When we talk about tight ends, upside doesn’t often come to mind. A large part of their value is dependent upon reaching the end zone but they don’t have upside in the way a wide receiver has. Seeing a tight end go for 100-plus yards just isn’t something that will happen often unless you are dealing in the truly elite territory. Fifty yards and a touchdown is a perfectly reasonable expectation from your tight end, and that means your budget should be allocated accordingly. Just make sure you are paying for the production you are getting though.
This doesn’t mean you should never look towards the higher end options if the situation dictates or the salary cap allows, but tread carefully here. There is a fine line to walk between risk and reward as you can’t afford taking a zero from a lineup spot. At the same time, you don’t want to spend any more than necessary at the risk of other positions.
For those who have yet to subscribe, what are you waiting for? Until then you will get one free pick to whet your appetite. After all that talk about not spending up at the position let’s take a 180 degree turn and do just that. It’s truly harder to find a tight end in a better position than George Kittle($7,200 DK, $8,000 FD) is this week despite his cost. Last season to say that Arizona struggled to defend the tight end position would be an understatement and an even bigger understatement would be to say that there are targets available on San Francisco’s offense this week. They are hurting at the receiver position and Kittle, who is coming off two straight 1,000 yard receiving yards, will be the beneficiary. He appears to be completely healthy entering the season after catching 85 of his 105 targets last season and the 49ers will look to him early and often this week.
Behind the paywall, we will continue to take a closer look at some more tight ends who deserve our attention this week along with a few from whom we should keep our distance. And not all will break the bank either which will leave plenty of room for help at other positions. So, keep on going and take a look at what we have to offer.
It doesn’t get much cheaper than it does with Chris Herndon ($3,300 DK, $4,700 FD) this week, but it is with good reason. Between injuries and suspension last season, Herndon caught just one pass for seven yards when he should have been building on a solid rookie season that saw him with 502 yards and four touchdowns on 39 receptions. That all appears to be behind him and Herndon is healthy entering the 2020 season and primed to be a large part of the Jets’ offense. Herndon has built chemistry with Sam Darnold and with New York’s wide receiver corps underwhelming prior to Denzel Mims’ injury, the opportunity will clearly be there this week. We just must go back two seasons for when we last saw Herndon in true game action, but he is an athletic and complete tight end. Additionally the fact that the Jets are seven-point underdogs does work in Herndon’s favor as Darnold will need to throw to someone to attempt a comeback.
Another tight end that should benefit from a light wide receiver corps is Mike Gesicki ($4,500 DK, $5,400 FD) with the Dolphins. Miami’s wide receiver corps is already light to begin with and DeVante Parker nursing a hamstring injury will only lead to more targets for Gesicki. Tight ends often take sizable steps forward in the second year of their career, and that is what the athletic Gesicki is primed to do. With 89 targets last season this isn’t something is coming out of nowhere as he caught 51 passes for 570 yards and five touchdowns in 2019. A large part of that production came in the last five weeks of the season as Gesicki caught 20 passes for 248 yards and four touchdowns while being targeted in the red zone eight times.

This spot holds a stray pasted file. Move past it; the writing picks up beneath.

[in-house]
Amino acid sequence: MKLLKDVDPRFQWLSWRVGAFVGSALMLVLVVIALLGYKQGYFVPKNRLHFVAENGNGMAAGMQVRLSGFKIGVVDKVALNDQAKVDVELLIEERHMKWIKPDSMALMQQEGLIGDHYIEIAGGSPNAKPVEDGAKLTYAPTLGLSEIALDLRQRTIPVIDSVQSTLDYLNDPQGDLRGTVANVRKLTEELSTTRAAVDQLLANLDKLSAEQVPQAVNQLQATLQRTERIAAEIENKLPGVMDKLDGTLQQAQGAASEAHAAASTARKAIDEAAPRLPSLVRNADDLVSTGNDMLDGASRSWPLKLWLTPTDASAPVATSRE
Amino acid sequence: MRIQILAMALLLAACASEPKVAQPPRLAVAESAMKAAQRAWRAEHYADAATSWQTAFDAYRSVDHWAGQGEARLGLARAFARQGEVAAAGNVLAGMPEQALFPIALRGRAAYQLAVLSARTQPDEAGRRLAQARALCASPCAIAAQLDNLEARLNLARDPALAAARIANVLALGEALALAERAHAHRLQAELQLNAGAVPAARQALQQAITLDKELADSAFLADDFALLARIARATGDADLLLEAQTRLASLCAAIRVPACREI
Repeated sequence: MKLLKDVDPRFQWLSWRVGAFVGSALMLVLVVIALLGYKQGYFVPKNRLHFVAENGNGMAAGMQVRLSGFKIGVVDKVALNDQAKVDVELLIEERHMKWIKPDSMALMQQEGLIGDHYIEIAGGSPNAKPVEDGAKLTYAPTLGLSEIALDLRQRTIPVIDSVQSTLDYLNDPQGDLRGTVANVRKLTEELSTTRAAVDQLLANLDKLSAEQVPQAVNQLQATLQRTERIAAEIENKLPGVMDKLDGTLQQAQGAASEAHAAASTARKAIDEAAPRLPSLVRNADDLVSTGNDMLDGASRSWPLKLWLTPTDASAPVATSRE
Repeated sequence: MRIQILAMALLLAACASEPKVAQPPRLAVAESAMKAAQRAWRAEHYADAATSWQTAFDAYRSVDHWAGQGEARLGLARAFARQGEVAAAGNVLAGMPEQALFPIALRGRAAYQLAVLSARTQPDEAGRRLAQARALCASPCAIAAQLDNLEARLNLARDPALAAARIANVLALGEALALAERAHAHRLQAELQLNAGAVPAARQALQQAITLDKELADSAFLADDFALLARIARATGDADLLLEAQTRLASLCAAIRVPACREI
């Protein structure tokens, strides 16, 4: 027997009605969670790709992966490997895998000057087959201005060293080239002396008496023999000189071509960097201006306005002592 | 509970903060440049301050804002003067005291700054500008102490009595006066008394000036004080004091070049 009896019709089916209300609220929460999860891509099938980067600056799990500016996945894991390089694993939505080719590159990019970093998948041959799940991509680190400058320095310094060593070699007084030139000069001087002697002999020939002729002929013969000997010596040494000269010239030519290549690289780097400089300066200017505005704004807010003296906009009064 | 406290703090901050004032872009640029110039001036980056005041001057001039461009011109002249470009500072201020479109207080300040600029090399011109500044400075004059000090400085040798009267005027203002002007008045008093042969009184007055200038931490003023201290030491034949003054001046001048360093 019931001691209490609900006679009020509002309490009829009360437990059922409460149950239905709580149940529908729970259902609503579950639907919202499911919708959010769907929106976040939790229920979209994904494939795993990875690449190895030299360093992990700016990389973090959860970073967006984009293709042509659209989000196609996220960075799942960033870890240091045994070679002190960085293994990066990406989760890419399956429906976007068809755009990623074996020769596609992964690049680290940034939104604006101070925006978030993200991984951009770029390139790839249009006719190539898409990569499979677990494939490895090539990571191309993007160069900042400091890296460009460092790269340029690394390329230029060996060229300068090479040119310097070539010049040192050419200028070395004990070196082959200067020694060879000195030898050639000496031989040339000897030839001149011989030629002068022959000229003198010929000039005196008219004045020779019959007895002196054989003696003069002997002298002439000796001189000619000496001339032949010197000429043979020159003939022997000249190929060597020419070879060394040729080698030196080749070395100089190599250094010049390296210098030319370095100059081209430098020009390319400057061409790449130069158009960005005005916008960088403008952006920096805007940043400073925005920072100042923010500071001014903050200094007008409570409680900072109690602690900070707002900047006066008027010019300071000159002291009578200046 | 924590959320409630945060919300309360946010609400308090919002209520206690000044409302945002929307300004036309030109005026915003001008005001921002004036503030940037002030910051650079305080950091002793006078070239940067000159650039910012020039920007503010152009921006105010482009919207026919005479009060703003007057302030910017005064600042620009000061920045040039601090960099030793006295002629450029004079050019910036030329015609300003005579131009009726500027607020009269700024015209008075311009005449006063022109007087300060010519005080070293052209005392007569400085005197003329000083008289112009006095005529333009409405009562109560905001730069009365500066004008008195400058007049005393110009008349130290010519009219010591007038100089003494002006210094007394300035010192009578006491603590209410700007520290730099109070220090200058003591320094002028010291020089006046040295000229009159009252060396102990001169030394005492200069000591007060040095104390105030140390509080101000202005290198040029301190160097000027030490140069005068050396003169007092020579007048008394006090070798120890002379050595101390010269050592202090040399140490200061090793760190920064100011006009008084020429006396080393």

Let’s stick with the theme of looking for targets with our tight ends and go a little higher up the salary list to Zach Ertz ($5,800 DK, $6,700 FD). Philadelphia is hurting at the wide receiver position this week and we know that Ertz is a proven member of the Eagles’ offense and chemistry with Carson Wentz won’t be a problem. There won’t be much in the way of opposition from Washington’s weak defense as Ertz looks to build on his success from last season of 88 receptions for 916 yards and six touchdowns. If you are looking for a proven entity and don’t have the salary cap space for Kittle, then Ertz is the reasonable next step.
This may prove out to be no more than a hunch gone wrong, but I’m a little cautious of Darren Waller ($5,900 DK, $6,900 FD) both for this week and this season. With 90 receptions for 1,148 yards last season Waller clearly emerged as a legitimate threat, but how will that translate to this season? The fact that Waller caught just three touchdown passes is concerning and the addition of Jason Witten could even further diminish his touchdown potential. The Raiders aren’t exactly flush with other receiving targets, but that also means opposing defenses could focus on Waller as his price makes me a little skeptical.
Over the past two seasons it seemed that Baltimore collected young tight ends. This was to the detriment of Hayden Hurst ($4,300 DK, $5,300 FD) as he failed to gain much momentum in his time with the Ravens catching just 30 passes for 349 yards and two touchdowns last season. Hurst now calls Atlanta home as he replaces Austin Hooper but I think it’s a mistake to expect him step right into his place production wise. While he is talented and the Falcons are a high scoring team, we have yet to see Hurst do it at the NFL level on a consistent basis. This week I’m not willing to pay to find out.
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